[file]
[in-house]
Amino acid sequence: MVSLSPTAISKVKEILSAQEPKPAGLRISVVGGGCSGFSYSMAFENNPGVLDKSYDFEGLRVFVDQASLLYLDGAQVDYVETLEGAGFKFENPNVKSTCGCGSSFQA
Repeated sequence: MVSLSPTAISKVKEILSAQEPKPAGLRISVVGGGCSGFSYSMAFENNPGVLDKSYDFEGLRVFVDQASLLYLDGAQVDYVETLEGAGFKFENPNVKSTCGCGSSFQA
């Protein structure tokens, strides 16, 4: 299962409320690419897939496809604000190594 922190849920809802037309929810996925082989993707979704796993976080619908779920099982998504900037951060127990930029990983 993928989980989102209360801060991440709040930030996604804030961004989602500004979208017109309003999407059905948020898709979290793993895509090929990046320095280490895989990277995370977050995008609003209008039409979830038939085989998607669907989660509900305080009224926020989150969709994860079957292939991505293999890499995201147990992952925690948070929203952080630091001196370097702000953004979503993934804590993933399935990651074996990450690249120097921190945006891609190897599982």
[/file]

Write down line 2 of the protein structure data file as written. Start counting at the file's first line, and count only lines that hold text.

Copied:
Amino acid sequence: MVSLSPTAISKVKEILSAQEPKPAGLRISVVGGGCSGFSYSMAFENNPGVLDKSYDFEGLRVFVDQASLLYLDGAQVDYVETLEGAGFKFENPNVKSTCGCGSSFQA